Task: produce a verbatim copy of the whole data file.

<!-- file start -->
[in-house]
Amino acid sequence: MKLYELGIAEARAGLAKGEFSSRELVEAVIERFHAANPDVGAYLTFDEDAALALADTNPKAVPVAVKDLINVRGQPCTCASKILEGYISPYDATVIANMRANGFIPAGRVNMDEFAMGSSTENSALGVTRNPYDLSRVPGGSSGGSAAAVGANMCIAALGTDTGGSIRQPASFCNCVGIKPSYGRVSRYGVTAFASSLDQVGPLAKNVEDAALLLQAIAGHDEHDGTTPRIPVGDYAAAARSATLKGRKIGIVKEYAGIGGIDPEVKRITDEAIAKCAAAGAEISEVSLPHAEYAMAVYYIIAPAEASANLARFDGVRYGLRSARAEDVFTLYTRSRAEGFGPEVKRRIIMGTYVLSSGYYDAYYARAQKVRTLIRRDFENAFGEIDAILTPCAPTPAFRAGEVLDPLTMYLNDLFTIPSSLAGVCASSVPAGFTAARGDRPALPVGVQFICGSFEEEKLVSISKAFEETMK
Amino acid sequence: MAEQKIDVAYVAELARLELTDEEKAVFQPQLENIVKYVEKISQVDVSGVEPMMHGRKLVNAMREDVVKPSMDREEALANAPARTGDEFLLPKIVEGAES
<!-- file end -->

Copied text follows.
[in-house]
Amino acid sequence: MKLYELGIAEARAGLAKGEFSSRELVEAVIERFHAANPDVGAYLTFDEDAALALADTNPKAVPVAVKDLINVRGQPCTCASKILEGYISPYDATVIANMRANGFIPAGRVNMDEFAMGSSTENSALGVTRNPYDLSRVPGGSSGGSAAAVGANMCIAALGTDTGGSIRQPASFCNCVGIKPSYGRVSRYGVTAFASSLDQVGPLAKNVEDAALLLQAIAGHDEHDGTTPRIPVGDYAAAARSATLKGRKIGIVKEYAGIGGIDPEVKRITDEAIAKCAAAGAEISEVSLPHAEYAMAVYYIIAPAEASANLARFDGVRYGLRSARAEDVFTLYTRSRAEGFGPEVKRRIIMGTYVLSSGYYDAYYARAQKVRTLIRRDFENAFGEIDAILTPCAPTPAFRAGEVLDPLTMYLNDLFTIPSSLAGVCASSVPAGFTAARGDRPALPVGVQFICGSFEEEKLVSISKAFEETMK
Amino acid sequence: MAEQKIDVAYVAELARLELTDEEKAVFQPQLENIVKYVEKISQVDVSGVEPMMHGRKLVNAMREDVVKPSMDREEALANAPARTGDEFLLPKIVEGAES